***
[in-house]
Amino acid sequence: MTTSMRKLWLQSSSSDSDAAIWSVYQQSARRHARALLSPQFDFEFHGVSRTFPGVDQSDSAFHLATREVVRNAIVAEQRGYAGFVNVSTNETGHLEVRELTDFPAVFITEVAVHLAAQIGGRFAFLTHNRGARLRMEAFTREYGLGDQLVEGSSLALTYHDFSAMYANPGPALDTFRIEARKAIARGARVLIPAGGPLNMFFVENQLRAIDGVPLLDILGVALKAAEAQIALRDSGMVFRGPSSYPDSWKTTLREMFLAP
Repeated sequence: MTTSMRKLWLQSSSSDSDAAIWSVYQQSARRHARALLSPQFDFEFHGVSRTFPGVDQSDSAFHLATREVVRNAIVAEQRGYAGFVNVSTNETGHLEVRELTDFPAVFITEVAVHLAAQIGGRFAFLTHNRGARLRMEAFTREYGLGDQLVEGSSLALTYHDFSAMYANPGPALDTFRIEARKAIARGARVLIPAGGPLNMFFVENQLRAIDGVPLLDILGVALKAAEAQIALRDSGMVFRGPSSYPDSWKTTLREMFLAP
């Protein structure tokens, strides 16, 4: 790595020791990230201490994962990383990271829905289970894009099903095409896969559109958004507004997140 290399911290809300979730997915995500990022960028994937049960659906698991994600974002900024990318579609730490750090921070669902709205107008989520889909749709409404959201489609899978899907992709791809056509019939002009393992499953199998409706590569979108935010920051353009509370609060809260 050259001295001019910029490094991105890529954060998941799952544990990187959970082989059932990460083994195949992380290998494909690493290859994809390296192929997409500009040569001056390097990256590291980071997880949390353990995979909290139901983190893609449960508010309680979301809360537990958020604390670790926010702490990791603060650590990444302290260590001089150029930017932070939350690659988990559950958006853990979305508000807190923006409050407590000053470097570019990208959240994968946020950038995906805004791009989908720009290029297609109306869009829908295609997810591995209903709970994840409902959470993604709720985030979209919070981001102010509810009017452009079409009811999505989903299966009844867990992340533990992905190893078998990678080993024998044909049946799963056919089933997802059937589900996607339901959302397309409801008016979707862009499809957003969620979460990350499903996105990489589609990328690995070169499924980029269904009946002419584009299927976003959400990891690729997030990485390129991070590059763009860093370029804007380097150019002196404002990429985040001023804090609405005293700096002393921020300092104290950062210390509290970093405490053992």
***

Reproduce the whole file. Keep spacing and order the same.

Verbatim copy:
[in-house]
Amino acid sequence: MTTSMRKLWLQSSSSDSDAAIWSVYQQSARRHARALLSPQFDFEFHGVSRTFPGVDQSDSAFHLATREVVRNAIVAEQRGYAGFVNVSTNETGHLEVRELTDFPAVFITEVAVHLAAQIGGRFAFLTHNRGARLRMEAFTREYGLGDQLVEGSSLALTYHDFSAMYANPGPALDTFRIEARKAIARGARVLIPAGGPLNMFFVENQLRAIDGVPLLDILGVALKAAEAQIALRDSGMVFRGPSSYPDSWKTTLREMFLAP
Repeated sequence: MTTSMRKLWLQSSSSDSDAAIWSVYQQSARRHARALLSPQFDFEFHGVSRTFPGVDQSDSAFHLATREVVRNAIVAEQRGYAGFVNVSTNETGHLEVRELTDFPAVFITEVAVHLAAQIGGRFAFLTHNRGARLRMEAFTREYGLGDQLVEGSSLALTYHDFSAMYANPGPALDTFRIEARKAIARGARVLIPAGGPLNMFFVENQLRAIDGVPLLDILGVALKAAEAQIALRDSGMVFRGPSSYPDSWKTTLREMFLAP
């Protein structure tokens, strides 16, 4: 790595020791990230201490994962990383990271829905289970894009099903095409896969559109958004507004997140 290399911290809300979730997915995500990022960028994937049960659906698991994600974002900024990318579609730490750090921070669902709205107008989520889909749709409404959201489609899978899907992709791809056509019939002009393992499953199998409706590569979108935010920051353009509370609060809260 050259001295001019910029490094991105890529954060998941799952544990990187959970082989059932990460083994195949992380290998494909690493290859994809390296192929997409500009040569001056390097990256590291980071997880949390353990995979909290139901983190893609449960508010309680979301809360537990958020604390670790926010702490990791603060650590990444302290260590001089150029930017932070939350690659988990559950958006853990979305508000807190923006409050407590000053470097570019990208959240994968946020950038995906805004791009989908720009290029297609109306869009829908295609997810591995209903709970994840409902959470993604709720985030979209919070981001102010509810009017452009079409009811999505989903299966009844867990992340533990992905190893078998990678080993024998044909049946799963056919089933997802059937589900996607339901959302397309409801008016979707862009499809957003969620979460990350499903996105990489589609990328690995070169499924980029269904009946002419584009299927976003959400990891690729997030990485390129991070590059763009860093370029804007380097150019002196404002990429985040001023804090609405005293700096002393921020300092104290950062210390509290970093405490053992």